PARIS (Reuters) The Roman Catholic archdiocese of Cologne in Germany has disclosed it is worth 3.35 billion euros ($3.82 billion), making it richer than the Vatican.
Publication of the first full report of its wealth reflects greater financial transparency within the German Church since Pope Francis removed a bishop in Limburg, near Frankfurt, last year for spending 31 million euros from secret funds on a new luxury residence.
Also pressed by the pope to reform its finances, the Vatican has consolidated the various – and sometimes hidden – accounts of its many departments and found it has assets of about $3 billion (2.64 billion euros), Cardinal George Pell, the Holy See’s secretary for the economy, said last week.
Announcing their report on Ash Wednesday, the start of the Lenten period of self-denial and reflection, Cologne church officials stressed the extensive holdings helped care for 2 million Catholics, 60,000 staff and 1,200 churches and chapels.
“The archdiocese doesn’t sell products or earn profits from its services, so it has to finance itself mostly from its assets,” said financial director Hermann Schon.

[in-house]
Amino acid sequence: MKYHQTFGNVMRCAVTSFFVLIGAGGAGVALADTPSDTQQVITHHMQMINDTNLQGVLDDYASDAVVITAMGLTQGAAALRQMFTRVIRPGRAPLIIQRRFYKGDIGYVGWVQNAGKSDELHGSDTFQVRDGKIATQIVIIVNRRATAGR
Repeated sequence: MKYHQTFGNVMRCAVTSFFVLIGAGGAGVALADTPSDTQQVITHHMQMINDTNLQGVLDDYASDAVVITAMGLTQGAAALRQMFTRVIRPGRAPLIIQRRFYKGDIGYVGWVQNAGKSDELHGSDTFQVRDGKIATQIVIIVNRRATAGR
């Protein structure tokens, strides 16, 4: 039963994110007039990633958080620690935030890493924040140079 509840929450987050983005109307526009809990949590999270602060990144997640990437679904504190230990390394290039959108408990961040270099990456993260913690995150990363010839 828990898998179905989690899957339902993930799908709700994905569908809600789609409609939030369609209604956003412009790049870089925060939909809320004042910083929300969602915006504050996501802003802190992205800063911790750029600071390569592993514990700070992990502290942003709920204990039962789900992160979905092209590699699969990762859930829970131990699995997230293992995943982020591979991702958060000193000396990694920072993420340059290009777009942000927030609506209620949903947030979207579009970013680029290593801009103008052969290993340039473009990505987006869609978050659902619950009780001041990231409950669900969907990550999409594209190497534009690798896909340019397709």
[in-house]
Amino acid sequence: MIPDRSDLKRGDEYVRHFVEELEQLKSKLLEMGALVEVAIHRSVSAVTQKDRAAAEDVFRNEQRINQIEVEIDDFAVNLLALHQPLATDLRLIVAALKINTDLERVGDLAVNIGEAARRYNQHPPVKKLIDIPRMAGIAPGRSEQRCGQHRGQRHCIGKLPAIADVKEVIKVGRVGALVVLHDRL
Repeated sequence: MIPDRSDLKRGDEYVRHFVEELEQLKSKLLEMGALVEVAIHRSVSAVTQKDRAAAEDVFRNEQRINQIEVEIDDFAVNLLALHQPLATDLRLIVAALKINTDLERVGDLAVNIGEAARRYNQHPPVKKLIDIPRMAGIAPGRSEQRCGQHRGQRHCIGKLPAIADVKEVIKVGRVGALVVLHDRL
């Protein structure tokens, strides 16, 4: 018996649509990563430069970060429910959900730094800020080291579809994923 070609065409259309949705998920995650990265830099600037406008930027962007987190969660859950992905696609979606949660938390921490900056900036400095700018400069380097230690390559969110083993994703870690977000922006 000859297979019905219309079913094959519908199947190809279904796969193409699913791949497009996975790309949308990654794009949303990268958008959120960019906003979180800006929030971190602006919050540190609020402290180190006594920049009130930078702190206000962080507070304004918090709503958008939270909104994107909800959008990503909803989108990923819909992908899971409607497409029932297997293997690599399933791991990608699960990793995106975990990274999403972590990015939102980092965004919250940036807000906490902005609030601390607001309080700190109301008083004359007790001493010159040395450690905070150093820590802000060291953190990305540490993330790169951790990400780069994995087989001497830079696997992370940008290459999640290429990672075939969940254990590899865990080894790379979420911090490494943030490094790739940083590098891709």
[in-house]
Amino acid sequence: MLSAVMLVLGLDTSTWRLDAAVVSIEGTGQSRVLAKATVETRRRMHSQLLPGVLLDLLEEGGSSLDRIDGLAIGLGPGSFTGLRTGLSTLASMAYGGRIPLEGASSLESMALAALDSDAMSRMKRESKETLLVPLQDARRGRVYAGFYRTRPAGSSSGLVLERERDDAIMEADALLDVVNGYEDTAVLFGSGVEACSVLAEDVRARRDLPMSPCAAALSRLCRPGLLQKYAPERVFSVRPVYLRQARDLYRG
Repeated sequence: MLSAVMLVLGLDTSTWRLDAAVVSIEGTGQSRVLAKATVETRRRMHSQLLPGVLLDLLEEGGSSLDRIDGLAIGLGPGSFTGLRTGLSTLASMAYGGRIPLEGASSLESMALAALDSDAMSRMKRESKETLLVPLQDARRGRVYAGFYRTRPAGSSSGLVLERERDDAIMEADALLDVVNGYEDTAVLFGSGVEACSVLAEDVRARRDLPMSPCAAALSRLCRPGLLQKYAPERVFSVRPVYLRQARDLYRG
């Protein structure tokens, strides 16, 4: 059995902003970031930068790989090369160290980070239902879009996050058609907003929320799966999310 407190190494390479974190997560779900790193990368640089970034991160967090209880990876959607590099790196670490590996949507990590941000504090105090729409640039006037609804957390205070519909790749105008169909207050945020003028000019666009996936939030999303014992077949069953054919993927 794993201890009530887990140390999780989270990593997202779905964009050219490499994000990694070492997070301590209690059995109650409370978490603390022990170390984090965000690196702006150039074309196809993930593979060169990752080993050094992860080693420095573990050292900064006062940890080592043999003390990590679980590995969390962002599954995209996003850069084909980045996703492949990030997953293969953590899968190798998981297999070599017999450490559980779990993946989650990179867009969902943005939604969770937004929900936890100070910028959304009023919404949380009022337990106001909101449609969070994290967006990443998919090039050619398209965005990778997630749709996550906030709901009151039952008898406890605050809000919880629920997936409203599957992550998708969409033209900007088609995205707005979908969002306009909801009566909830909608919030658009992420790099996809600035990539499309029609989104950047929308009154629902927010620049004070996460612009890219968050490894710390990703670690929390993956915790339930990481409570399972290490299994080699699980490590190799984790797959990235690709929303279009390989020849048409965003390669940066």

Germany’s Catholic and Protestant churches benefit from a church tax imposed on all their members. The report said Cologne reaped 573 million euros from the tax in 2013 and spent over half of that on pastoral and charity work.
German dioceses had traditionally published their annual operating budgets, but not a full balance sheet.
Cologne, the country’s largest diocese, had a 2012 operating budget of 939 million euros. Its 2013 balance sheet, drawn up under guidelines for large German companies and approved by an independent auditor, showed its assets at 3.35 billion.
Its landmark Gothic cathedral along the Rhine is listed as being worth only 27 euros – one euro for each of the 26 land parcels beneath it and one euro for the priceless building.
(Reporting by Tom Heneghan; editing by John Stonestreet)